For those who prefer Toscanini, it is rather obvious that they will not easily accept Furtwangler's style of conducting. The former was very precise, meticulous and impressive in revealing any detail of the score. The latter was almost the exact opposite. If Toscanini represented the "letter" of the score, Furtwangler was the "spirit" of it.

Parla

Furtwangler thing

Thanks to all for taking the time to contribute. I'm none the closer however as to defining the particular qualities, which almost entirely escape me. I'd get excited about Klemperer's sense of rhythm, the unwavering pulse in for example Mozart; Toscanini's strong beat and very natural phrasing in for example Falstaff brings a smile to my face; the way Beecham negotiates a tricky corner; Ancerl's habit of down playing the big tune in for example Dvorak 6, and thereby only making it bigger; Schuricht's inhurried climax building in say Bruckner 8, or Wand's absolutely natural ditto in Beethoven; Fricsay's playfulness in Koldaly or Rossini's boutique, I get it! What quality am I missing if Furtwangler eludes me?

I'm sure you can define the

I'm sure you can define the qualities in Furtwangler. You just don't like them, so there is probably nothing you can do about it.

 

Ted

The Artist thing.

I don't think you are "missing" any quality of Furtwangler. Most probably, you miss who he was. Just learn more about him, his life, his legacy, his recordings etc. Then, you may listen to his recordings or view any available video to identify "his qualities". It doesn't matter what or how well you play but, eventually, who you are. Great artists left their indelible mark not simply or only because of their "qualities" but for who they were as artists.

By the way, what you described in your post as "the qualities" for the conductors mentioned therein are your views on their specific recordings. I have never seen anywhere that the "unwavering pulse in Mozart" was a trademark of Klemperer. However, if you identify that in Klemperer's recordings on Mozart, so be it and that is good for you. It might be interesting to see what other people see in Furtwangler's recordings.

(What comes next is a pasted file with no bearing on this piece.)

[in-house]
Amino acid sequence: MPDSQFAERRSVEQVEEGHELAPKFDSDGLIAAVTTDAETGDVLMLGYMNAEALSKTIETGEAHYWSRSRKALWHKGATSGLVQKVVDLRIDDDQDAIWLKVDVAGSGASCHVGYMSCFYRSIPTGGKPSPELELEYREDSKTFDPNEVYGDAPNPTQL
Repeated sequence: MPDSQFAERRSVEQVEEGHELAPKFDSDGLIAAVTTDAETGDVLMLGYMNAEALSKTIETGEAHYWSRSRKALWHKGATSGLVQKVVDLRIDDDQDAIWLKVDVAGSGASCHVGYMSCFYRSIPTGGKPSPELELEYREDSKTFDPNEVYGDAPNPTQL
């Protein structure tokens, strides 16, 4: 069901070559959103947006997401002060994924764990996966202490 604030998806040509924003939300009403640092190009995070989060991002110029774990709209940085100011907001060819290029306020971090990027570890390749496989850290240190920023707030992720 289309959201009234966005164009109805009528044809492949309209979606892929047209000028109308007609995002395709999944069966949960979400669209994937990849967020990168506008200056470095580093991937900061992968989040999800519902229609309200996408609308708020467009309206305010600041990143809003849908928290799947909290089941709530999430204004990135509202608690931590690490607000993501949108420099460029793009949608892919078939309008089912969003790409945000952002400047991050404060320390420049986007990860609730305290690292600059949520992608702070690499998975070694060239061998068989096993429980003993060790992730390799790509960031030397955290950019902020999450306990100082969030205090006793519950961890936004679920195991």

Parla

Parladoxical

parla wrote:

Just learn more about him, his life, his legacy, his recordings etc.

parla wrote:

I thought that great music can overcome "musical ignorance and prejudice" and win through. I always believed that this is the essence of the great Art......

So sometimes we have to "learn" and other times, Art overcomes "ignorance"?

Hmmm......

Dark and Light.

I believe conducting is not a work of Art. Therefore, someone has to approach (to find out) what a conductor managed to achieve in his lifetime, how or why he did as a conductor a.o. On the other hand, Beethoven's Fifth can leave its mark, even if the listener knows nothing about the composer or his work.

Parla

parla wrote:Beethoven's Fifth

parla wrote:

Beethoven's Fifth can leave its mark, even if the listener knows nothing about the composer or his work.

Parla

Do you think any kind of cultural background/knowledge is necessary for Beethoven's fifth make its mark? Do you need to be acquianted with Western tonality etc?